I decided it was time to wrap up one of my Tumblrs and export it out as static site to archive. This is how I exported it as a static site via a local install of WordPress.
Tumblr used to provide a standalone archive app to export. My other choices were WGET or Jekyll, but the command line factor put me off. I have no experience with either so I went with what was most familiar to me and decided to try and use WordPress to pull down and export all my posts.
I spun up a new database, got WordPress started locally and checked out the suggested Tumblr Importer option. The steps seemed slightly convoluted at first.
Follow the full steps on the plugin site or during the import process, this is just an overview.
- First step is to create a Tumblr app to get at the Tumblr API to suck up your posts.
- Disable your custom domain beforehand. I forgot but it simply required me to toggle the plugin on and off and repeat the steps.
- Give the plugin your generated ‘open key’ and ‘secret key’ and allow your new app access to Tumblr.
The good news, is the plugin works smoothly.
My Tumblr didn’t have any chat or audio posts so I can’t comment on how they import.
- Imported all my Tumblr posts and to my surprise drafts (they import as draft posts in the WP admin panel).
- Posts are of the same type like-for-like: status, quote, gallery etc all correct as they were.
- Media for my posts too which I wasn’t 100% sure about, based on some of the plugins reviews.
Not So Good
- Posts have no titles
- Reblogs don’t import with any metadata, however the links have a
.tumblr_blogclass, so some scripting is possible to get those back.
- Video post embeds are gone with no metadata available to get a video source out from.
- Pages did not import either.
- Image posts imported as galleries of a single image.
There are a few things to amend before putting the site live via WordPress or exporting a static copy.
You need to re-add your Tumblr description in the tagline customisation area and presumably your Tumblr Icon if your theme supports a user logo.
Remember to set the permalinks via settings. Dateless permalinks work well. I haven‘t tried with dates, I assume they work and use the Tumblr original post date.
You may have some stray Tumblr redirect wrapped links in your posts. I had some which were pasted over from my pages when I recreated them. This Gist, t-um-block.user.js script does a great job of removing those.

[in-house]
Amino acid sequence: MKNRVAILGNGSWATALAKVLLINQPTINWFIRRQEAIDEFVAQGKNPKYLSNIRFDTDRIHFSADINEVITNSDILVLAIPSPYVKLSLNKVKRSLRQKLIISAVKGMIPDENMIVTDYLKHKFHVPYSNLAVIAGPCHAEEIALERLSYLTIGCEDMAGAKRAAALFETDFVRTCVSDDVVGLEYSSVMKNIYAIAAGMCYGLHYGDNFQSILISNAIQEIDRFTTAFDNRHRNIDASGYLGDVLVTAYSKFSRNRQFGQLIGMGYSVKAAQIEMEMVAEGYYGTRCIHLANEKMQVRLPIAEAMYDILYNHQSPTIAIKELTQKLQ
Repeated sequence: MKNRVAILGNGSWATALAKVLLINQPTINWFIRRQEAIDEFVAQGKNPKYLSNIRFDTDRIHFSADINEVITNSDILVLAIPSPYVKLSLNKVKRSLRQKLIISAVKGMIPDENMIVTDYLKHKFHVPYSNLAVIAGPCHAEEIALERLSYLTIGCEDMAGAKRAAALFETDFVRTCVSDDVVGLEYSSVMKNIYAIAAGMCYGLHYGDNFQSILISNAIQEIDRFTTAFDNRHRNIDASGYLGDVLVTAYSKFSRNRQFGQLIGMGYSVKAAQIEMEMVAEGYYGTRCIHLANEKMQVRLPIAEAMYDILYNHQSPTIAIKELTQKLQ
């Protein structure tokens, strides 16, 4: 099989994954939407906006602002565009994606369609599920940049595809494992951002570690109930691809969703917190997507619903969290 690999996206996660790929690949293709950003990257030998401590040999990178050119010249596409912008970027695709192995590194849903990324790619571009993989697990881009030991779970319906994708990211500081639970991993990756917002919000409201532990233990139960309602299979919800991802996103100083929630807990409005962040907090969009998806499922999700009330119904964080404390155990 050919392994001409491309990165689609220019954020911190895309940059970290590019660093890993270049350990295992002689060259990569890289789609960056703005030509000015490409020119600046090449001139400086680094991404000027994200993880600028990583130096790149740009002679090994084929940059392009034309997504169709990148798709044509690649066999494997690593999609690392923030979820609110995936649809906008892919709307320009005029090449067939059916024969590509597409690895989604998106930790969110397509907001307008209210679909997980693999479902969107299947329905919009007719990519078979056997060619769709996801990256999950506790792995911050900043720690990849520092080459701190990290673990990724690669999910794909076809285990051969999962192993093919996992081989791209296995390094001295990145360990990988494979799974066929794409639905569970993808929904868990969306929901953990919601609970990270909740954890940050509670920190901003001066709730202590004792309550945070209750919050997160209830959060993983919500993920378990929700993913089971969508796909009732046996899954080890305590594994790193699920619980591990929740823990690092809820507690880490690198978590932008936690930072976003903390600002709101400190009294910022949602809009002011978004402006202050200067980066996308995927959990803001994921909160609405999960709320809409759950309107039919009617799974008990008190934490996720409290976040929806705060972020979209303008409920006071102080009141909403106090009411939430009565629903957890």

The imported images are not ideally sized, the default WordPress sizes just land either side of Tumblrs 500px standard image size. Adding a new image size requires you to regenerate all the thumbnails again. So if you are setting out importing I would set up the image sizes you want to use before importing.
To emulate Tumblrs photo collection grid arrangement, I used flexbox. Make the first image 100% width and let flexbox handle the other gallery images.
To emulate the Tumblr Photo Light Box effect, the Gallery Carousel Without JetPack is a good substitute, opening the photos in a lightbox overlay.
I built my Tumblrs theme and can build WordPress themes. If you are following this process you will need to find a theme you like and either use a Child Theme to add CSS to style the theme – or as of WordPress v4.7 directly via customisation screen – to your preference.
Depending on your WordPress theme, you may need to enable theme support for post formats and HTML5.
With a quick function written to remove WordPress parent themes liberal use of jQuery and accompanying unnecessary plugins, I was ready to export as a static site!
Static Site Export
To export my site I used the plugin, Simply Static.
It took some time of watching a spinner and a total increment to an unknown number as the plugin spiders through generating static HTML pages for tag pages, pagination, permalinks etc. The export worked well.
URLs were broken to begin with, I did not include a URL to the plugin, the site was local (a plugin update now provides this as an option). Some skilful find and replace meant that, with the
<base> tag set and relative links, the site is browsable locally.
Success. A static site out of Tumblr via WordPress!
Paul Foster is a web designer / front-end developer. Read more about his other work on www.paulfosterdesign.co.uk.